Is the climate changing?

The last few weeks have seen substantial questioning of the quality of the analysis of the global climate record. This presentation, made to the top year at a local secondary school, looks at the Oxford climate series and shows how the way the data is presented may significantly affect judgments on how fast warming is occurring at one particular point on the earth's surface. Apparently innocuous changes, such as varying the number of years in a moving average, can make substantial changes to the appearance of a temperature series. The notes to this presentation can be seen by downloading the PowerPoint file and clicking Notes Page in the View tab; or alternatively by downloading the PDF. Anybody wanting the raw data and the accompanying charts is very welcome to email Chris Goodall at chris@carboncommentary.com.

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Global temperatures for January

No climate data is without its critics. We do not have the equipment to measure the temperature in every square kilometre of the world’s surface so we cannot be sure that global ‘averages’ are correct. Disputes about the reliability of climate data will continue. But the US Government’s National Climatic Data Center (NCDC) is one of the world’s most authoritative sources of global data.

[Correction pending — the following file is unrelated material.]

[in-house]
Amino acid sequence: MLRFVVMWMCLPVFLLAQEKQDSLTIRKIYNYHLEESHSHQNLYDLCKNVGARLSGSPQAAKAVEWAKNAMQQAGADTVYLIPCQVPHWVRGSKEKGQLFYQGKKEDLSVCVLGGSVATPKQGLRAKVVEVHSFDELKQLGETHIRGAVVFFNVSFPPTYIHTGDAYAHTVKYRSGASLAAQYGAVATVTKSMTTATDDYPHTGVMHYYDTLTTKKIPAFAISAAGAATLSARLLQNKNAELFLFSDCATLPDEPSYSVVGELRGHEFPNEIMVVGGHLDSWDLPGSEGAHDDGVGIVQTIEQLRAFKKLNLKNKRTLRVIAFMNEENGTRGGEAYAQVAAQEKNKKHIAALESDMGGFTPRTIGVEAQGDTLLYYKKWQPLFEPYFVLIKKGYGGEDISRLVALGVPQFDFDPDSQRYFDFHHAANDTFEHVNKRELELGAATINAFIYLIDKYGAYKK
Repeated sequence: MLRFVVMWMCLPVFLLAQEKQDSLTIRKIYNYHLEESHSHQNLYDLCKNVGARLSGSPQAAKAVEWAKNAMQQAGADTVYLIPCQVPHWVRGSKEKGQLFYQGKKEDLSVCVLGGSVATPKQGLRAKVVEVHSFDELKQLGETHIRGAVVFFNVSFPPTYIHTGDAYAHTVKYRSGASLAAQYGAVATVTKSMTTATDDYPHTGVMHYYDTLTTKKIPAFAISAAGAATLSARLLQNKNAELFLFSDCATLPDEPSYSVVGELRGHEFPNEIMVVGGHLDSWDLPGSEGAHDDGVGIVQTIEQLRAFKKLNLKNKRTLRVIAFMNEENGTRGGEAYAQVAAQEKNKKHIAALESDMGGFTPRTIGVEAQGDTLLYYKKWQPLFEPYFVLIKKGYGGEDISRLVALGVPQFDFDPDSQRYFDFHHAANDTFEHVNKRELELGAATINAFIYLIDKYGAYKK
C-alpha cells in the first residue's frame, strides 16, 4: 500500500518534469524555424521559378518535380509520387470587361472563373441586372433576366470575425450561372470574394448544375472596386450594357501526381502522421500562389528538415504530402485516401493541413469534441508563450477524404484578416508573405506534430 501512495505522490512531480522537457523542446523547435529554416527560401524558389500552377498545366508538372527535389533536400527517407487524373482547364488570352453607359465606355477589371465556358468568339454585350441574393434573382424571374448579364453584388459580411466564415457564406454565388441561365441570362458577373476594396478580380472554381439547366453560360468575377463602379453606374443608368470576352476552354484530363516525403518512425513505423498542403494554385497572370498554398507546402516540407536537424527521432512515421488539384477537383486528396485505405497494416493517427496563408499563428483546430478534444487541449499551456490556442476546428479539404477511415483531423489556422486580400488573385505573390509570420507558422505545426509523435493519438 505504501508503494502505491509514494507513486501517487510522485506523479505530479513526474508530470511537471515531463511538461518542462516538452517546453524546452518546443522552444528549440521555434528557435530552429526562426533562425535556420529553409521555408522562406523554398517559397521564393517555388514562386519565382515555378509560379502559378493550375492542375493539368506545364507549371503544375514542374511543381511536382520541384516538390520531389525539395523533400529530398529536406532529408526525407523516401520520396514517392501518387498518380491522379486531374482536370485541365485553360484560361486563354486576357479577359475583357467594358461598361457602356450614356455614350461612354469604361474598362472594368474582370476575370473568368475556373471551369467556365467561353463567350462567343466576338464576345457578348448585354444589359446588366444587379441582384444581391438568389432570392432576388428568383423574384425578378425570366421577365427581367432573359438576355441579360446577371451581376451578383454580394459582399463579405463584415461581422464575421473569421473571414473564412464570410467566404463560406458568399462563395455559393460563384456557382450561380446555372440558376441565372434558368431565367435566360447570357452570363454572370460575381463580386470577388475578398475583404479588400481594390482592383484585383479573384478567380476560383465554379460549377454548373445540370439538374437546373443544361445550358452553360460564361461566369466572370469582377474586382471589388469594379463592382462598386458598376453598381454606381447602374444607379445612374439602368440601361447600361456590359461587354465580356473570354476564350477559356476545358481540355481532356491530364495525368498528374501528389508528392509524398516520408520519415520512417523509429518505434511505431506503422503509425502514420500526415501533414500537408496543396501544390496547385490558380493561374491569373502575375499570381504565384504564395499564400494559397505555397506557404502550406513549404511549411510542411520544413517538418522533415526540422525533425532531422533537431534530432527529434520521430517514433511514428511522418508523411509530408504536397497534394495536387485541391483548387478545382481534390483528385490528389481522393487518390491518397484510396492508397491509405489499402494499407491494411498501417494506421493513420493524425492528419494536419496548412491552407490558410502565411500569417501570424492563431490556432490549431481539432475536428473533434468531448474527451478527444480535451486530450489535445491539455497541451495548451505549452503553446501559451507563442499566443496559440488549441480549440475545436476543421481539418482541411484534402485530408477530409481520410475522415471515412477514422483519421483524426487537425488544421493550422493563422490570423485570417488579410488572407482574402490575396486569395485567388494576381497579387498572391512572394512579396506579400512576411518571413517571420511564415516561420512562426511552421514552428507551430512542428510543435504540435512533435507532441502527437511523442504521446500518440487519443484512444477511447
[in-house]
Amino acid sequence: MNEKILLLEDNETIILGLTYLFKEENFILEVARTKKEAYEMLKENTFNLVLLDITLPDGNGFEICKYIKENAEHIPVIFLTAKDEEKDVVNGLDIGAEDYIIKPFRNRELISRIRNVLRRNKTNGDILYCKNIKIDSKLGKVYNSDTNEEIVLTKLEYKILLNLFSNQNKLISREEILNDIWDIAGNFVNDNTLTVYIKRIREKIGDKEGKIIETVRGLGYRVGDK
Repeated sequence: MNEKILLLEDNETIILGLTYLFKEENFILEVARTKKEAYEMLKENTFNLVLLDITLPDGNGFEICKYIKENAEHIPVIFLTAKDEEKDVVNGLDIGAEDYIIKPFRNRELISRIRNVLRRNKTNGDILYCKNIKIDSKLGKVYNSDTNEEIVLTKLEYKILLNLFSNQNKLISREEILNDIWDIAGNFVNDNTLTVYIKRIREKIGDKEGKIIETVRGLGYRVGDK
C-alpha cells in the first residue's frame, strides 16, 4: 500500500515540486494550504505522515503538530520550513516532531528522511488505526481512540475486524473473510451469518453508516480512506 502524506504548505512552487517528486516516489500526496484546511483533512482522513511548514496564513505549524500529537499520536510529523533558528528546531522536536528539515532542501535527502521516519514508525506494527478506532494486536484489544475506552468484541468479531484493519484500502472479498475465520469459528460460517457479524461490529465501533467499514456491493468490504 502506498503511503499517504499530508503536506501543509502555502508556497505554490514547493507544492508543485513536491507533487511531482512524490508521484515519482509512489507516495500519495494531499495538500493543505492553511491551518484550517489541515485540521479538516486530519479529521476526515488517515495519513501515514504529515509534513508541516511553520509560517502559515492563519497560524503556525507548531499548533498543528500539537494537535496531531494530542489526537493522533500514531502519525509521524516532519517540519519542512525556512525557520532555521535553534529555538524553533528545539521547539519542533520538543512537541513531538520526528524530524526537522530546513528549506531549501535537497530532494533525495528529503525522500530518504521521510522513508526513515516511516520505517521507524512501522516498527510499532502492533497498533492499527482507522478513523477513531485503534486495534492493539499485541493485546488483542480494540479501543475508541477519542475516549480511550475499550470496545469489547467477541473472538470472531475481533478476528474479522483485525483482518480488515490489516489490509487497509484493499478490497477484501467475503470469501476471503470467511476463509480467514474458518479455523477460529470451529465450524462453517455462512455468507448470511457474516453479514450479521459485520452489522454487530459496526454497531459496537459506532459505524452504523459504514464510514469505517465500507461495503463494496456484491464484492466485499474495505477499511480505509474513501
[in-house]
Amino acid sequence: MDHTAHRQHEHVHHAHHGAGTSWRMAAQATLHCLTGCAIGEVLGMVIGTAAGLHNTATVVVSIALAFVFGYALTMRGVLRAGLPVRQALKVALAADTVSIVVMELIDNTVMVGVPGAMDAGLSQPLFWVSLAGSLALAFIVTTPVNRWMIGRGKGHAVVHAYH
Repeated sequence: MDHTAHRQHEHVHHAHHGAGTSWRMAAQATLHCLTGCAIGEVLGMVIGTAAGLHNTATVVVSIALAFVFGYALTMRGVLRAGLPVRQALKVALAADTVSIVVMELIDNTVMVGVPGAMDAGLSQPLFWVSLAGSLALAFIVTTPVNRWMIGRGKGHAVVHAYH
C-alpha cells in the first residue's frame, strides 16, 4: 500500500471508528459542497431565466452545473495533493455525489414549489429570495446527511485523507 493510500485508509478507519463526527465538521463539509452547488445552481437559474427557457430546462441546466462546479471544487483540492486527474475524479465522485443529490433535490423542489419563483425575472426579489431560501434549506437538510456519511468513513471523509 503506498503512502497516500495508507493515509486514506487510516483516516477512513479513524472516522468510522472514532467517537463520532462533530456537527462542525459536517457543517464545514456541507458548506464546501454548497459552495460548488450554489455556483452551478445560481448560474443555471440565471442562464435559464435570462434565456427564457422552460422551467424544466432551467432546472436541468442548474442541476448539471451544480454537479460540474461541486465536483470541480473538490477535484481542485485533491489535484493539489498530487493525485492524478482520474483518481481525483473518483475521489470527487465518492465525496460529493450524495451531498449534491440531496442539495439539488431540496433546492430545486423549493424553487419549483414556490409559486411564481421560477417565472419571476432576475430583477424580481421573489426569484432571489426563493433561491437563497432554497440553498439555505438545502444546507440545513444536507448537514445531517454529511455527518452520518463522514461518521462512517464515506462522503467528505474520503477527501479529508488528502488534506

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The global warming ‘standstill’

Nigel Lawson and others are suggesting that temperatures have ‘stabilised’ since the late nineties. 1998 saw the highest global average temperature and only 2005 has closely matched it. Since no year since 1998 has exceeded the record, some commentators are saying the global warming has stopped. The implication, sometimes stated, sometimes not, is that the increasing rate of growth of CO2 concentration is having no effect on temperature.

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